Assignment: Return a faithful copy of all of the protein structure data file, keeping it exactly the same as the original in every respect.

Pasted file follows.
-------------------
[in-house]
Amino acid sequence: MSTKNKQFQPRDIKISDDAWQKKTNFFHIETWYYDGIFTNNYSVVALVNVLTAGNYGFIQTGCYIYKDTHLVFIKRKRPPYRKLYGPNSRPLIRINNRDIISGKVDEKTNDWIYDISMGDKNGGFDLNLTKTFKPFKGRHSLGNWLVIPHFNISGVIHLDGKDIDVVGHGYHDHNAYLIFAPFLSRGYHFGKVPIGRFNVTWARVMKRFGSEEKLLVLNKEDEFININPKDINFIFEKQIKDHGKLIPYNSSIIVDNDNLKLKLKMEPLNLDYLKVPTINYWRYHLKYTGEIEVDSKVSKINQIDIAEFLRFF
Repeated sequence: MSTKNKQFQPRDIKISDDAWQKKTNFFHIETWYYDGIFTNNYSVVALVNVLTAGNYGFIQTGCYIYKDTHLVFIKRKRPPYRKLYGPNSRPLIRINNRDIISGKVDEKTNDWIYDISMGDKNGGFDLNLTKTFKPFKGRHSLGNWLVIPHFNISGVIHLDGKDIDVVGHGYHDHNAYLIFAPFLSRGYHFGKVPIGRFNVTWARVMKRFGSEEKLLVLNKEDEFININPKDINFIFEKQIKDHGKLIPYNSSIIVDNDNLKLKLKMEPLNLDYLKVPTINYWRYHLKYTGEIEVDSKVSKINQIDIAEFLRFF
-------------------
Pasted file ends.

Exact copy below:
[in-house]
Amino acid sequence: MSTKNKQFQPRDIKISDDAWQKKTNFFHIETWYYDGIFTNNYSVVALVNVLTAGNYGFIQTGCYIYKDTHLVFIKRKRPPYRKLYGPNSRPLIRINNRDIISGKVDEKTNDWIYDISMGDKNGGFDLNLTKTFKPFKGRHSLGNWLVIPHFNISGVIHLDGKDIDVVGHGYHDHNAYLIFAPFLSRGYHFGKVPIGRFNVTWARVMKRFGSEEKLLVLNKEDEFININPKDINFIFEKQIKDHGKLIPYNSSIIVDNDNLKLKLKMEPLNLDYLKVPTINYWRYHLKYTGEIEVDSKVSKINQIDIAEFLRFF
Repeated sequence: MSTKNKQFQPRDIKISDDAWQKKTNFFHIETWYYDGIFTNNYSVVALVNVLTAGNYGFIQTGCYIYKDTHLVFIKRKRPPYRKLYGPNSRPLIRINNRDIISGKVDEKTNDWIYDISMGDKNGGFDLNLTKTFKPFKGRHSLGNWLVIPHFNISGVIHLDGKDIDVVGHGYHDHNAYLIFAPFLSRGYHFGKVPIGRFNVTWARVMKRFGSEEKLLVLNKEDEFININPKDINFIFEKQIKDHGKLIPYNSSIIVDNDNLKLKLKMEPLNLDYLKVPTINYWRYHLKYTGEIEVDSKVSKINQIDIAEFLRFF